The temperature is typically read from an engraved metal disc on each bulb. Usually a gap would separate the top bulbs from the bottom bulbs and then the temperature would be between the tag readings on either side of the gap. If a bulb is free-floating in the gap, then its tag reading would be closest to the ambient temperature. To achieve this requires manufacturing the weights to a tolerance of less than 1/1000 of a gram (1 milligram).
A gas thermometer measures temperature by the variation in volume or pressure of a gas. One common apparatus is a constant volume thermometer. It consists of a bulb connected by a capillary tube to a manometer. The bulb is filled with a gas and in thermal contact with the body whose temperature is to be measured. A reservoir of mercury is raised or lowered such that the volume of the gas in the bulb remains constant. The pressure of the gas in the bulb can be obtained by measuring the level difference in the two arms of the manometer. Gas thermometers are often used to calibrate other thermometers.
measure temperature using blackbody radiation (generally infrared) emitted from objects. They are sometimes called laser thermometers if a laser is used to help aim the thermometer, or non-contact thermometers to describe the device's ability to measure temperature from a distance. By knowing the amount of infrared energy emitted by the object and its emissivity, the object's temperature can be determined. The most basic design consists of a lens to focus the infrared energy on to a detector, which converts the energy to an electrical signal that can be displayed in units of temperature after being compensated for ambient temperature variation. This configuration facilitates temperature measurement from a distance without contact with the object to be measured. As such, the infrared thermometer is useful for measuring temperature under circumstances where thermocouples or other probe type sensors cannot be used or do not produce accurate data for a variety of reasons. Some typical circumstances are where the object to be measured is moving; where the object is surrounded by an electromagnetic field, as in induction heating; where the object is contained in a vacuum or other controlled atmosphere; or in applications where a fast response is required.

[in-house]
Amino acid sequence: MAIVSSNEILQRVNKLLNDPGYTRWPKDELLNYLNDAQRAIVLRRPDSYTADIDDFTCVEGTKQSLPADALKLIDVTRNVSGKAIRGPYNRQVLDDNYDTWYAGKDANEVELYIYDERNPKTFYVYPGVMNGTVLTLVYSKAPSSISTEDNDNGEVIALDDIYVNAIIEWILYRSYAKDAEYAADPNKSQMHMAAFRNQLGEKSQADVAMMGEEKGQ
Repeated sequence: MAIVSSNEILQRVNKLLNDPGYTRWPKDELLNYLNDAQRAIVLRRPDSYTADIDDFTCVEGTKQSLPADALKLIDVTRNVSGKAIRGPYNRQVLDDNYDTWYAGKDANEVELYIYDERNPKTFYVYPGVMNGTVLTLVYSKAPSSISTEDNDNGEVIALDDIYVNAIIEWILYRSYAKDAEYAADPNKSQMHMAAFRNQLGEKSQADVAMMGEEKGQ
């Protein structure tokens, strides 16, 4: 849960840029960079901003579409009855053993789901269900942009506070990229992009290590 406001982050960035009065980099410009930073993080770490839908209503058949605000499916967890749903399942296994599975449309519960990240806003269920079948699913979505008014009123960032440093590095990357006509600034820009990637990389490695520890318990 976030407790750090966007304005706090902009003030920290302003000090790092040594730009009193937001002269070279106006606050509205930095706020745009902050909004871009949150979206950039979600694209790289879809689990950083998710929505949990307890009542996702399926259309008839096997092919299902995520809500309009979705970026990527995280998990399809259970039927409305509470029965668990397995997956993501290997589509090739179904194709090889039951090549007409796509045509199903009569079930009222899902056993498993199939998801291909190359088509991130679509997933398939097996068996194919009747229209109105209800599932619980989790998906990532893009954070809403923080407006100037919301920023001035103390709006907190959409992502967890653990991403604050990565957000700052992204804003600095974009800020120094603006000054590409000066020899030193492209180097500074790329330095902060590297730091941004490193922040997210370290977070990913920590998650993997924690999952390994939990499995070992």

Infrared thermometers can be used to serve a wide variety of temperature monitoring functions that include:
- Detecting clouds for remote telescope operation
- Checking mechanical equipment or electrical circuit breaker boxes or outlets for hot spots
- Checking heater or oven temperature, for calibration and control purposes
- Detecting hot spots / performing diagnostics in electrical circuit board manufacturing
- Checking for hot spots in fire fighting situations
- Monitoring materials in process of heating and cooling, for research and development or manufacturing quality control situations
There are many varieties of infrared temperature sensing devices available today, including configurations designed for flexible and portable handheld use, as well many designed for mounting in a fixed position to serve a dedicated purpose for long periods. Specifications of portable handheld sensors available to the home user will include ratings of temperature accuracy (usually plus or minus a degree or two) and other parameters. The distance-to-spot ratio (D:S) is the ratio of the distance to the object and the diameter of the temperature measurement area. For instance if the D:S ratio is 12:1, measurement of an object 12 inches away will average the temperature over a 1-inch diameter area. The sensor may have an adjustable emissivity setting, which can be set to measure the temperature of reflective (shiny) and non-reflective surfaces. A non-adjustable thermometer can be used to measure the temperature of a shiny surface by applying a non-shiny paint or tape to the surface. The most usual infrared thermometer is the Spot Infrared Thermometer or Infrared Pyrometer, which measures the temperature at a spot on a surface.
A liquid crystal thermometer or plastic strip thermometer is a type of thermometer that contains heat-sensitive (thermochromic) liquid crystals in a plastic strip that change colour to indicate different temperatures. Liquid crystals possess the mechanical properties of a liquid, but have the optical properties of a single crystal. Temperature changes can affect the colour of a liquid crystal, which makes them useful for temperature measurement. The resolution of liquid crystal sensors is in the 0.1°C range. Disposable liquid crystal thermometers have been developed for home and medical use. Liquid crystal thermometers portray temperatures as colours and can be used to follow temperature changes caused by heat flow. They can be used to observe that heat flows by conduction, convection, and radiation.